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New laboratory will advance Nigeria’s fight against ‘cattle plague’

Mycoplasma laboratory at Ilorin University will support routine diagnostic testing of economically important diseases.

Ilorin University officials visit the new Mycoplasma laboratory on 9 July 2020
Ilorin University officials visit the new Mycoplasma laboratory on 9 July 2020

by Mike Christian and Vanessa Meadu

Nigeria has a new weapon in its campaign against livestock diseases that have crippled livelihoods nationwide. On 9 July 2020, the Faculty of Veterinary Medicine at Ilorin University opened its new Mycoplasma diagnostics laboratory sponsored by Supporting Evidence Based Interventions (SEBI). The new facility will allow improved surveillance of a range of harmful diseases caused by Mycoplasma bacteria, including Contagious Bovine Pleuropneumonia (CBPP), one of the three great cattle plagues, according to the OIE (World Organisation for Animal Health).

In SEBI’s recent survey of livestock disease in Nigeria, CBPP (which affects cattle and water buffalo) and Contagious Caprine Pleuropneumonia (CCPP) (affecting sheep and goats) were were highlighted by farmers and veterinarians as high priority diseases for control. Both cause severe respiratory disease in cattle and small ruminants, resulting in reduced productivity and often death. These diseases have led to severe economic losses for livestock-keepers already facing disturbances due to civil strife, climate change and COVID-19.

CBPP is of particular concern due to its widespread presence in the northern part of the country – a recent study by Dr. Isaac Olorunshola and colleagues recorded a prevalence rate of just over 56%. Until now, accurate monitoring for CPBB has been a challenge due to the disease’s long incubation period of 1-4 months. Routine testing done at the new Mycoplasma diagnostics laboratory will support better identification and tracing of carriers and epidemiological groups. It will also improve knowledge of disease prevalence and provide preliminary data on the choice of possible control methods.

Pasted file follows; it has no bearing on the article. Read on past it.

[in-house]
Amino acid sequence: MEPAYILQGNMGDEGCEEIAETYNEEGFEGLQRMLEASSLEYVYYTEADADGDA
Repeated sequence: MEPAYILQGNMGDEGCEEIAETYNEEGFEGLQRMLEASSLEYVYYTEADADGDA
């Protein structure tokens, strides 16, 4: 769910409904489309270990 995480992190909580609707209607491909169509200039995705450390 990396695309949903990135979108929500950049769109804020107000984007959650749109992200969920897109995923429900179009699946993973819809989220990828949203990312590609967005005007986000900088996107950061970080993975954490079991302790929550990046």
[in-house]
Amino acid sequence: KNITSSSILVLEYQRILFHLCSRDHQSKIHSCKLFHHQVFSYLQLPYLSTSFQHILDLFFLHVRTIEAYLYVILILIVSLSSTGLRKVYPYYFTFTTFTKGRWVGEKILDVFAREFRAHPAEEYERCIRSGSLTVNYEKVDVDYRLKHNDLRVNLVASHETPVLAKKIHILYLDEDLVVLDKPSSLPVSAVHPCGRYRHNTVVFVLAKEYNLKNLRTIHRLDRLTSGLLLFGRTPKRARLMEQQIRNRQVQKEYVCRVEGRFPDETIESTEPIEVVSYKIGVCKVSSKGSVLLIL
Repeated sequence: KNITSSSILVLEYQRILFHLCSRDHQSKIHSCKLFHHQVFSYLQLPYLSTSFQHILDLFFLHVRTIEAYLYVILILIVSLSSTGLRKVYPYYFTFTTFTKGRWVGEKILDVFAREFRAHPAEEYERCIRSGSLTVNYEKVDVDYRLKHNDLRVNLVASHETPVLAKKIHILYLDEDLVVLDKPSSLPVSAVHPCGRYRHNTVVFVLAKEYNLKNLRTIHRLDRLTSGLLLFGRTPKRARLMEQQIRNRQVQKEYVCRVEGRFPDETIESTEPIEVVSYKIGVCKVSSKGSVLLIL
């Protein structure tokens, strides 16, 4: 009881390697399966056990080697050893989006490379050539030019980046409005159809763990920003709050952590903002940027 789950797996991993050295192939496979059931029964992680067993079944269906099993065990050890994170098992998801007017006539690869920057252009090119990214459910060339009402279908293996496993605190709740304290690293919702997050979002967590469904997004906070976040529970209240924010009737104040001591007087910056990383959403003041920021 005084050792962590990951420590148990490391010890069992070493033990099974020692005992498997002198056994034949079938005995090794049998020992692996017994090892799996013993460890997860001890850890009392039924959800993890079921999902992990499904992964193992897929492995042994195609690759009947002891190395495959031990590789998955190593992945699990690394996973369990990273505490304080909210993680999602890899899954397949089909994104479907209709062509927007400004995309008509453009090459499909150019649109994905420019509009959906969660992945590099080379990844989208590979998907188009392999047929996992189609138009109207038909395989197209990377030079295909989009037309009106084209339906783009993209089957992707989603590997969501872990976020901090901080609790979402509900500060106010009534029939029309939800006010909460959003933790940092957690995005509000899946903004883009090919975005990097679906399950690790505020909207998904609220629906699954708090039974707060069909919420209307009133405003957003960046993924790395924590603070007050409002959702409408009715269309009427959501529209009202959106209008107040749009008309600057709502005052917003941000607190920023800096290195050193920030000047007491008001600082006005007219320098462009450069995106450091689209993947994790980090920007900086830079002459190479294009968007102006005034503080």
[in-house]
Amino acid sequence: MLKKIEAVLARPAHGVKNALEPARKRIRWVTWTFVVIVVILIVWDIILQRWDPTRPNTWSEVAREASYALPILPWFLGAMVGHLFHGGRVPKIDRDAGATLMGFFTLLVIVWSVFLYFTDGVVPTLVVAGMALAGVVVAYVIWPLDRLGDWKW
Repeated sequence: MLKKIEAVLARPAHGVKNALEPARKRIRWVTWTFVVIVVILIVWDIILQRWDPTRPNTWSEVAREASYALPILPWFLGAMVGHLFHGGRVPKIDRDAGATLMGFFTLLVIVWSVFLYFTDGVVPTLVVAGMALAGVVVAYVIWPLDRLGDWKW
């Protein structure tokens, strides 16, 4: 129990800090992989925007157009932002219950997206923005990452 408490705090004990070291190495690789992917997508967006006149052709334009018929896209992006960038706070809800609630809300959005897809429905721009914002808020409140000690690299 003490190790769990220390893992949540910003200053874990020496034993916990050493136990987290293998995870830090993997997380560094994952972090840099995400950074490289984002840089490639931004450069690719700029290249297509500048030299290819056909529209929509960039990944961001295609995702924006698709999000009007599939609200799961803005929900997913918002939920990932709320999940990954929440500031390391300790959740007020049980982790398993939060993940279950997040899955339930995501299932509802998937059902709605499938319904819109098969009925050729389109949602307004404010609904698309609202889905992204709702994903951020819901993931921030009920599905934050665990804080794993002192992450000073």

SEBI is working with Dr Olorunshola and the University of Ilorin to set up and to carry out surveillance for CBPP in Kwara State by serology and by isolation of this difficult to work with organism.

“The Ilorin laboratory enables scientists to track diseases within a region so that targeted treatments and control can be applied,” explained SEBI Director Professor Andy Peters of the University of Edinburgh’s Royal (Dick) School for Veterinary Studies. “We’re now aiming to commercialise a CBPP vaccine in Nigeria,” he explained.

Ilorin University opened the new Mycoplasma laboratory on 9 July 2020
Ilorin University opened the new Mycoplasma laboratory on 9 July 2020

In spite of pandemic restrictions and a staff strike at Ilorin University, the laboratory has now set up the diagnostic procedures and protocols. The lab has already cultured a number of different Mycoplasma including the causative organisms for CBPP (Mycoplasma mycoides), CCPP (Mycoplasma spp) and the OIE listed avian mycoplasmosis.

In addition to diagnostics, the laboratory will be useful for new collaborations in animal and human mycoplasmology. The University hopes the lab will be designated as an OIE Reference Laboratory, giving official recognition to the specific advanced work taking place.

“The laboratory will also be very useful in training, teaching and empowering our undergraduate and post-graduate students,” said Professor Mikhail Olayinka Buhar, Deputy Vice-Chancellor, (Research, Technology & Innovation), University of Ilorin. “On behalf of the Vice Chancellor, I appreciate funding of this project. The University support for this collaboration agreement is absolute and we shall continue to provide the necessary infrastructure for the laboratory as our counterpart support,” he said. 

SEBI acknowledges the invaluable expertise of Professor Robin Nicholas in the support of this project.

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Mike Christian is a consultant project manager with SEBI. Vanessa Meadu is the SEBI Communications and Knowledge Manager.